Different people have different ways of motivating themselves.
For instance, my parents motivated me to study by threatening to take away my laptop and gaming time if I didn’t do well in Mother Tongue examinations in Secondary School.
Safe to say, I did fairly well.
For 14-year-old fencer Elle Koh, the gold medallist for the Women’s Individual Epee Competition for the 31st South-East Asian (SEA) Games, her motivation was a cat.
Elle Koh: I Always Wanted A Pet
For Elle Koh, you could practically say that fencing runs in her blood.
Her mother is the President of Fencing Singapore Juliana Seow, while her father, Henry Koh, was a former competing athlete then national coach for epee.
After winning Singapore’s second gold for the 2022 Hanoi SEA Games, Elle told the reporters that she had always wanted a pet, either a pet or a dog.
Her parents promised her that if she managed to win a medal (in an individual tournament) overseas, they would get one for her.
Talk about high standards, jeez.
However, before the SEA Games happened, an adoption drive came up in late December of last year.
Elle didn’t want to let go of the chance and somehow convinced her parents to let her get her dream cat in advance, whom she calls Cookie, possibly after the brown and orange patches on her pet’s fur.
Although she got her reward first, the Fencer Debutant kept her end of the bargain last Friday (13 May) when she clutched the gold medal in the finals of the individual epee competition.
The Turnaround and Sudden Death
The match itself at the My Dinh Indoor Games Gymnasium had been intense.
In the last minute of the nine-minute match, the scoreboard read: Kiria Tikanah 11, Elle Koh 9.
The stakes were incredibly high; her final opponent was the defending champion and fellow Singaporean, Kiria Tikanah, aged 21.
Kiria is also her roommate, close friend, and rival.
They’ve had their fair share of bouts, and Koh was two points behind.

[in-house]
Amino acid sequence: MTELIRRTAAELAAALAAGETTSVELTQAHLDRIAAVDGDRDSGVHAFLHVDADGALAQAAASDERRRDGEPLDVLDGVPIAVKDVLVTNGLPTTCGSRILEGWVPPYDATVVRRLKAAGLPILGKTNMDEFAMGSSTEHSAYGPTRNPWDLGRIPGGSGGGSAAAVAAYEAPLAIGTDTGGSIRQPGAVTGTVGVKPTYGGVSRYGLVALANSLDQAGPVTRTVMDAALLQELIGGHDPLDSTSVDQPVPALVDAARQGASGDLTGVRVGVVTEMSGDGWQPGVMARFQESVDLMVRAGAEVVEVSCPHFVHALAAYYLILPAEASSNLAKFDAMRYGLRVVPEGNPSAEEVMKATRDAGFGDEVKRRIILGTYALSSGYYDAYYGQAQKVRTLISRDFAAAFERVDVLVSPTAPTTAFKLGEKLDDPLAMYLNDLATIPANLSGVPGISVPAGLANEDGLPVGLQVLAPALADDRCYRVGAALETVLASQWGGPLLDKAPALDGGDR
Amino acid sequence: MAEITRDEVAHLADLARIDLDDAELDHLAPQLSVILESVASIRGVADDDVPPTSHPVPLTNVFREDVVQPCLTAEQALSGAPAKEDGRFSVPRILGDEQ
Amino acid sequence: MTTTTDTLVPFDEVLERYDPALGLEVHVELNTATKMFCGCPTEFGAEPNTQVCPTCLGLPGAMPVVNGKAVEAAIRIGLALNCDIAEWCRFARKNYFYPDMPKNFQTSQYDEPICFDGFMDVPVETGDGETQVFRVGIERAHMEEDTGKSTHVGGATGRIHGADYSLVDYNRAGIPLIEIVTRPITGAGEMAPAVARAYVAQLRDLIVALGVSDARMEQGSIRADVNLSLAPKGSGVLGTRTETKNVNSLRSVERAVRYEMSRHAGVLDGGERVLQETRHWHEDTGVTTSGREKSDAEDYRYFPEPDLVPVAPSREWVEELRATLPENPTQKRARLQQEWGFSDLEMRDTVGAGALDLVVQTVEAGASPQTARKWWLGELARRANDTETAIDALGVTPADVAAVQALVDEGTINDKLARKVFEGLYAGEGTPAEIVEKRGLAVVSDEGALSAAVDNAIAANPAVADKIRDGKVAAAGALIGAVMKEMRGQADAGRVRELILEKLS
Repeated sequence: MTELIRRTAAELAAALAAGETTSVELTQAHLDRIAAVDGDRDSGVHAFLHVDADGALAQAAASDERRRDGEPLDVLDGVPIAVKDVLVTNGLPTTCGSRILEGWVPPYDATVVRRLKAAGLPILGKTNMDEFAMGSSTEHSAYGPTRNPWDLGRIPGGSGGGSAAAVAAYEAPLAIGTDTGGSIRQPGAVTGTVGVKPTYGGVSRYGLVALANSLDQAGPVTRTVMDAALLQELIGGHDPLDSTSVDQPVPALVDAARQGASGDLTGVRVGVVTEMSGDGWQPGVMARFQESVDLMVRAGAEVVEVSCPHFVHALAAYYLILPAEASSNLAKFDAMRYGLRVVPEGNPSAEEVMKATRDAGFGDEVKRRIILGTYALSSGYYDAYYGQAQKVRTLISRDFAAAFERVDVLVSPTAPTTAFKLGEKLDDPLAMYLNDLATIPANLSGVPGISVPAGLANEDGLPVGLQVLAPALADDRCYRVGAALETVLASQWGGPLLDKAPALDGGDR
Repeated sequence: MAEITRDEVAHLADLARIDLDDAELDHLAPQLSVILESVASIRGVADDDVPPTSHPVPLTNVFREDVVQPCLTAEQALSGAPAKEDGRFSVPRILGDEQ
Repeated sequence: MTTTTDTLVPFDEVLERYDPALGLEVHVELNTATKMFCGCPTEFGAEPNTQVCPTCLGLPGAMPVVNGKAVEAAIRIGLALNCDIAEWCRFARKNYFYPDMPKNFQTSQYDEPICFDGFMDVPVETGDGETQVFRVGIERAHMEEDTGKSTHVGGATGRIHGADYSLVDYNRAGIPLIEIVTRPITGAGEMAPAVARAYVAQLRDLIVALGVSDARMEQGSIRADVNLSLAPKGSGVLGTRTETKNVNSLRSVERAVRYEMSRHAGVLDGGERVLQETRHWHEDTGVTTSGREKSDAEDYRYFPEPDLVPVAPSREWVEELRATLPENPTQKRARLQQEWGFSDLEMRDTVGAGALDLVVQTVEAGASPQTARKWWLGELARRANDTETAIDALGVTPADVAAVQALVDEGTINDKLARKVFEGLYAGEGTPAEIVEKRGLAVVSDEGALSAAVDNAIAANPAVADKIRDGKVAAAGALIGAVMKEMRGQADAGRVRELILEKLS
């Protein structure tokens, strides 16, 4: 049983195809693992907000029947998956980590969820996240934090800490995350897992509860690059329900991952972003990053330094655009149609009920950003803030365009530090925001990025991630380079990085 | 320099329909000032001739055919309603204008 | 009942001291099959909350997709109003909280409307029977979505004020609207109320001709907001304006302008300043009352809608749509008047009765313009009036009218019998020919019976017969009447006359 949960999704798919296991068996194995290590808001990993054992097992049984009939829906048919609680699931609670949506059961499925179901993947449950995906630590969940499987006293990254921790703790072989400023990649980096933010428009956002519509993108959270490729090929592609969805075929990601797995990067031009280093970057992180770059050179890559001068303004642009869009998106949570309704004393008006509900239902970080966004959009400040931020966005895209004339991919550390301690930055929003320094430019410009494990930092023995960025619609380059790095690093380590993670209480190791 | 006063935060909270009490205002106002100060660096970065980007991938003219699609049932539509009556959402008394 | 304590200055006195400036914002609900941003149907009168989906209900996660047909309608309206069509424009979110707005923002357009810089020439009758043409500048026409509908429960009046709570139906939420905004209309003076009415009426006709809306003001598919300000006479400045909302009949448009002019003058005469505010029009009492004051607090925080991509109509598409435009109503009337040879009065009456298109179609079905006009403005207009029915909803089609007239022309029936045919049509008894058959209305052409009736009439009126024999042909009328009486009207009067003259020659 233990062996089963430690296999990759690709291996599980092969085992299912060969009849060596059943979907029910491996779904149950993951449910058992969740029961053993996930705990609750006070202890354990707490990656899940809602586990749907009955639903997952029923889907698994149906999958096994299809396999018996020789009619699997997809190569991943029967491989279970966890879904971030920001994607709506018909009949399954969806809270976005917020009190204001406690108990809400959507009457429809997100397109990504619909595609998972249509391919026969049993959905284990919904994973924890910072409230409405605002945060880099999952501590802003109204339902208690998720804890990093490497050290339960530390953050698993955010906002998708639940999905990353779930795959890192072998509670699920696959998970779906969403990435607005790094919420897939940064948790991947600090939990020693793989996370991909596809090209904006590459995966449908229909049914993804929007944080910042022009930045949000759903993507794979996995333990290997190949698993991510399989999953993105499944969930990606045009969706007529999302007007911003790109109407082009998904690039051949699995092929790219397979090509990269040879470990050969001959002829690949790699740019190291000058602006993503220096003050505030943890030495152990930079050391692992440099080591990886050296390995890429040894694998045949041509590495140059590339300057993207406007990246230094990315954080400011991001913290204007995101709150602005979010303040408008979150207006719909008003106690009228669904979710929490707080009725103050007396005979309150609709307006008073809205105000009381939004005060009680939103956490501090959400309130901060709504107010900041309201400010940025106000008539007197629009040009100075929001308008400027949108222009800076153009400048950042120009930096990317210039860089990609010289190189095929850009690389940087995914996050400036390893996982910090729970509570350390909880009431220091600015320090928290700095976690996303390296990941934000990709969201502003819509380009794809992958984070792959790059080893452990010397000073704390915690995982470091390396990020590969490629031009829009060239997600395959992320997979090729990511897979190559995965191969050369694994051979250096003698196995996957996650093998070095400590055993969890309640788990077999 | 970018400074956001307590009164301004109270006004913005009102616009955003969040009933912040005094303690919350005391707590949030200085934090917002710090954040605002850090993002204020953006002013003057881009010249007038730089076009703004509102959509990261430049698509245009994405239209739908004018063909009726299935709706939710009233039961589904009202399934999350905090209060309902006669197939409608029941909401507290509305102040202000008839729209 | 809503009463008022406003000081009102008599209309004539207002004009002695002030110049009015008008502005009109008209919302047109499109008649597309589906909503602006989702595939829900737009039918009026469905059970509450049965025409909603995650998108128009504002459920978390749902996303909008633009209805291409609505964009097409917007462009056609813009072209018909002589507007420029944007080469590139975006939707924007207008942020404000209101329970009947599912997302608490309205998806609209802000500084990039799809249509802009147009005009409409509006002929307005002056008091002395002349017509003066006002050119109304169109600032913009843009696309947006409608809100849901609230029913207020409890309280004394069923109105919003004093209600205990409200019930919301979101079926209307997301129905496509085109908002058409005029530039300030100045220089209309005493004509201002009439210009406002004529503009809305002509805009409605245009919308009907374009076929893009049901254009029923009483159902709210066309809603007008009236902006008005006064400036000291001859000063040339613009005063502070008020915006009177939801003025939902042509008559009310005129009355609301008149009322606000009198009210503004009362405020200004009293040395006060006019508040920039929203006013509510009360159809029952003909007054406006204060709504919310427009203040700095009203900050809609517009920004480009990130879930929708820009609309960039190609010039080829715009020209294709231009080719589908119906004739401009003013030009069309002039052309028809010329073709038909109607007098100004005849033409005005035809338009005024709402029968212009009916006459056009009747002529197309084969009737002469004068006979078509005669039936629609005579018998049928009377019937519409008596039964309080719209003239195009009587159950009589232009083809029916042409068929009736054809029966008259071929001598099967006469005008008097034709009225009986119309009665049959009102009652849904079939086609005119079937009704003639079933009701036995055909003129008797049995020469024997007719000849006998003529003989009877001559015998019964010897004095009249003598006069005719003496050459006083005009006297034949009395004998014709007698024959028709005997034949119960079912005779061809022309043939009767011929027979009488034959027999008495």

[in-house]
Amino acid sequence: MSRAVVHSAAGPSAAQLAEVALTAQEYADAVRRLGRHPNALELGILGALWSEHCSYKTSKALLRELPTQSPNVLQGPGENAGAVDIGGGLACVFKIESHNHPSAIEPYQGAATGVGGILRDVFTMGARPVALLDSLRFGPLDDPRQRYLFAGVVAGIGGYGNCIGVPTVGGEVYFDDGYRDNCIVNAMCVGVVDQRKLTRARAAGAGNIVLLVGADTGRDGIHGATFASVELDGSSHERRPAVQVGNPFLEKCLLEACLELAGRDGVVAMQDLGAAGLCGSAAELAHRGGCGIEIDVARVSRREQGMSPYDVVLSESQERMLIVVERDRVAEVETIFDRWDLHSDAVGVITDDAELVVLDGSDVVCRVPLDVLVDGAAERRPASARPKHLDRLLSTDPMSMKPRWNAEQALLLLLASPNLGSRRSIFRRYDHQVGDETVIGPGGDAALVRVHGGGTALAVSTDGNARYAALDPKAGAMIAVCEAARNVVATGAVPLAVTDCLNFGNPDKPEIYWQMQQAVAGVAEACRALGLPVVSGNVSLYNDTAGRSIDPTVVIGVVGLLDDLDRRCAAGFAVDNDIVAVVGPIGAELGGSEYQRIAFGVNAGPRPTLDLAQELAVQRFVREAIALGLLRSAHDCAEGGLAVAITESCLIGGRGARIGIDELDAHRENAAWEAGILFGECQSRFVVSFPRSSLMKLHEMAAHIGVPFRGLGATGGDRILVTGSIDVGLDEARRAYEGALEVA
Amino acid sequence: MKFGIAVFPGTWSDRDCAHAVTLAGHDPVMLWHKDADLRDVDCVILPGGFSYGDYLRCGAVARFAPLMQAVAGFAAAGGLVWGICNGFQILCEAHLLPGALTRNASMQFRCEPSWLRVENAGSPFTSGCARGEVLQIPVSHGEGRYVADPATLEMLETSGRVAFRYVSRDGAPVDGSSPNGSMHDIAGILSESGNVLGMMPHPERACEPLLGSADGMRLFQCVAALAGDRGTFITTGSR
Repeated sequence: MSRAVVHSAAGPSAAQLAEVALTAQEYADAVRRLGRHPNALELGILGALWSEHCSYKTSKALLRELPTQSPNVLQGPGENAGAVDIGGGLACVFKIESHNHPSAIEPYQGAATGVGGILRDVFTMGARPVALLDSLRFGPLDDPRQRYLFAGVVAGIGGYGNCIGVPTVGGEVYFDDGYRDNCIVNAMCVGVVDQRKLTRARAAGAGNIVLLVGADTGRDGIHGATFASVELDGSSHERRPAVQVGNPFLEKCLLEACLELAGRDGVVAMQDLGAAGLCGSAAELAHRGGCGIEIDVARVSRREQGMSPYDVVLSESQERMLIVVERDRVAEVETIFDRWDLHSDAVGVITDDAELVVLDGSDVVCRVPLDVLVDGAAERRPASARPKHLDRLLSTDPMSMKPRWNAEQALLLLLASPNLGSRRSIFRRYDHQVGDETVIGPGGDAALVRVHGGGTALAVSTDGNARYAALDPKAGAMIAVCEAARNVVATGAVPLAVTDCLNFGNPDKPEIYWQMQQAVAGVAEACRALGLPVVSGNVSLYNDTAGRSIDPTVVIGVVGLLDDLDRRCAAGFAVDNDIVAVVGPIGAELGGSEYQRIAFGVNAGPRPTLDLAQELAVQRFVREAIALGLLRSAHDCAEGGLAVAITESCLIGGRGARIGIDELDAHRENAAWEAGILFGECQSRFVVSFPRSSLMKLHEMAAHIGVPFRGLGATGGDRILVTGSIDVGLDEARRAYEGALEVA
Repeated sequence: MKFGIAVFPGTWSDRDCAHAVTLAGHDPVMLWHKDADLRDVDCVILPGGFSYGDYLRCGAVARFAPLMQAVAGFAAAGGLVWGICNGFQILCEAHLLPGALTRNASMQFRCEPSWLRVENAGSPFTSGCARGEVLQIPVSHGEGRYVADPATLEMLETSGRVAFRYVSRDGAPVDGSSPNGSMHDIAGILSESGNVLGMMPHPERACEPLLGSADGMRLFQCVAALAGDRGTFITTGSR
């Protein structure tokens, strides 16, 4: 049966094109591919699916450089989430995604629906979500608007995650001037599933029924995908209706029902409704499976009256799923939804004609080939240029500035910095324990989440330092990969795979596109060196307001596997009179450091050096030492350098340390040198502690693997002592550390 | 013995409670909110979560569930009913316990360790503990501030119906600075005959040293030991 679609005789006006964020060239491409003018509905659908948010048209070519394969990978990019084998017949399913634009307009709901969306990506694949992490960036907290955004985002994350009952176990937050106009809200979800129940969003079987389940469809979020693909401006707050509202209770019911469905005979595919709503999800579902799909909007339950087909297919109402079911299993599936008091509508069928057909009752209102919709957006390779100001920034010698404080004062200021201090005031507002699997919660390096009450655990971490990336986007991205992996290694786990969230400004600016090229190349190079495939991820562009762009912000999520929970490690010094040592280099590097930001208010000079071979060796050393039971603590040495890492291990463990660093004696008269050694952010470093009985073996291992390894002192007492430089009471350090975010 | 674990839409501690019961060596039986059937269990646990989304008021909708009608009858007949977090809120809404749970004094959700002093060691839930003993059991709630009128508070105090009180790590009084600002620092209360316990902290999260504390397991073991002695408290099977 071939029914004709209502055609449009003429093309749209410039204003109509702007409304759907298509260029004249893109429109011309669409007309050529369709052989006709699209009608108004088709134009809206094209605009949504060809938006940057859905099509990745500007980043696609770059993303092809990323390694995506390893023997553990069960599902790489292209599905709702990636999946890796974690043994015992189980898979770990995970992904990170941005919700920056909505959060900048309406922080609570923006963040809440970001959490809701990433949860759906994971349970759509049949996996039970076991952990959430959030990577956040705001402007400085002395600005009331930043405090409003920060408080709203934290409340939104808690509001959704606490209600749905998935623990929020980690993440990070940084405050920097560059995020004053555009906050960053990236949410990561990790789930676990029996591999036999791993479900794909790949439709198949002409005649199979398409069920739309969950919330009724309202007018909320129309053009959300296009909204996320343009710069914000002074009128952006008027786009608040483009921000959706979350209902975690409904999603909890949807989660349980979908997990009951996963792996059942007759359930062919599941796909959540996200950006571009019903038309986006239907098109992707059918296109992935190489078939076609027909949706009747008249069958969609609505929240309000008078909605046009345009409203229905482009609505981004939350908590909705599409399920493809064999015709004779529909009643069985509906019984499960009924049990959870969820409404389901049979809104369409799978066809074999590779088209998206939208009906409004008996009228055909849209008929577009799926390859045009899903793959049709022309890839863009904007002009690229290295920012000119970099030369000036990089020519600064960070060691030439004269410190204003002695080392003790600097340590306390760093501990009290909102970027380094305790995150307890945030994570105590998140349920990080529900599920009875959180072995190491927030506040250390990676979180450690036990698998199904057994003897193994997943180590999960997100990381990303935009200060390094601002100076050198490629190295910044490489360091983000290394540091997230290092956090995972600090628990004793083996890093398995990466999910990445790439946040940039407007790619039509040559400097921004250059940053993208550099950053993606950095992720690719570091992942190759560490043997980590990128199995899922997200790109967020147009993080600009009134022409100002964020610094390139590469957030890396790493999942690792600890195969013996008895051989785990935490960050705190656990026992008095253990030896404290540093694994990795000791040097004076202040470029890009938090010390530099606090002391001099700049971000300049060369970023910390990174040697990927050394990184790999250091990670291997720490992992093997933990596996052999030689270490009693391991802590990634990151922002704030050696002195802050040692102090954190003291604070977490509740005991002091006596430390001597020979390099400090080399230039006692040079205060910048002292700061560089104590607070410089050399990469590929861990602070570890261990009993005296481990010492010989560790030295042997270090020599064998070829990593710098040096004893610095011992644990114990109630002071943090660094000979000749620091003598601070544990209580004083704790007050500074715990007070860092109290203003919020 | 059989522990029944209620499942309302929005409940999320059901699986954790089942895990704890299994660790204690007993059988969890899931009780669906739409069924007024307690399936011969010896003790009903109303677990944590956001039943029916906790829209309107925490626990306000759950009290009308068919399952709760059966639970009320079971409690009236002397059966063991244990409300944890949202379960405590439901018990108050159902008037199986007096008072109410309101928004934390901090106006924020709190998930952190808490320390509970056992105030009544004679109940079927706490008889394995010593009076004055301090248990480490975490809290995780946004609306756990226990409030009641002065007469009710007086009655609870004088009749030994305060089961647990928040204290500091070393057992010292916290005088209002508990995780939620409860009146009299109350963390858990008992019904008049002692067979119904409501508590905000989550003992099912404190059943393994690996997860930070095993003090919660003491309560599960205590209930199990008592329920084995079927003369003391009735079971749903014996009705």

All of a sudden, Elle let out a shout and gained a point.
The fencing duo went back to their starting positions, poised and tense.
The young teenager, who had been reticent for most of the final, rode on the adrenaline rush and lunged forward with another scream, seizing another point to even out the scores, 11 to 11, forcing the bout into sudden death.
Her next point was accompanied by a final shout, victoriously loud, as it settled the match in her favour and earned her the gold medal.
The Ups and Downs of Koh’s Debut
Truth to be told, Elle Koh almost failed to qualify for the individual event which she won on Friday.
Henry Koh, the national epee partner coach, remarked that her qualifiers hadn’t been very smooth, until it came down to the very last event and bout.
He might be her father, but he didn’t hold back on his thoughts. He elaborated that there was a possibility that one of her competitors would catch up to her and she would have to attend the Games in the team event instead of the individual one.
Nonetheless, Elle Koh still has a long career ahead of her as she turns 15 this year; she’s the second youngest at the games, with only diver Max Lee being two months younger than her.
In the preliminary round of the event, Elle won two of her four bouts, but admits that it had been a struggle early on.
“In the pools (portion of the event), I was worried about getting hit and I definitely had the wrong mentality,” Elle said.
She explained that she was “trying not to lose instead of trying to win”, and her attitude wasn’t the best. She was genuinely upset and disappointed at herself for not having the right mindset.
Fortunately, after internalising the advice and instructions from her coach and peers, she managed to find her footing.
She clutched the semi-finals against Vietnam’s Hong Vu Thi with a score of 15 to 14, while Kiria had won against Thailand’s Korawan Thanee 15 to 12.
Elle’s first victory is quite significant in her family too.
Her father had obtained his individual bronze in the men’s foil event when he was competing for Singapore.
In a funny coincidence, he had won his bronze medal at the 2003 Games in Vietnam too, just four years before his daughter was born.
For Elle, she thinks it’s a “fun, happy fact” that her first medal was obtained in Hanoi, Vietnam.
A celebration is definitely in order, both for past and present victories, while Elle tries not to think too much about the difference in colours.
If anything, her father should be ecstatic that his own daughter one-upped him, with the hashtag #superiorgenes or something.
Alas, Elle confesses that there will be a lot more pressure after her victory at the 2022 Hanoi SEA Games, and promises that she’ll continue to give her utmost effort while trying not to be too hard on herself.
For now, she can cuddle with her gold medal and dear cat Cookie as she basks in the sweetness of victory.
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Featured Image: YouTube (CNA)
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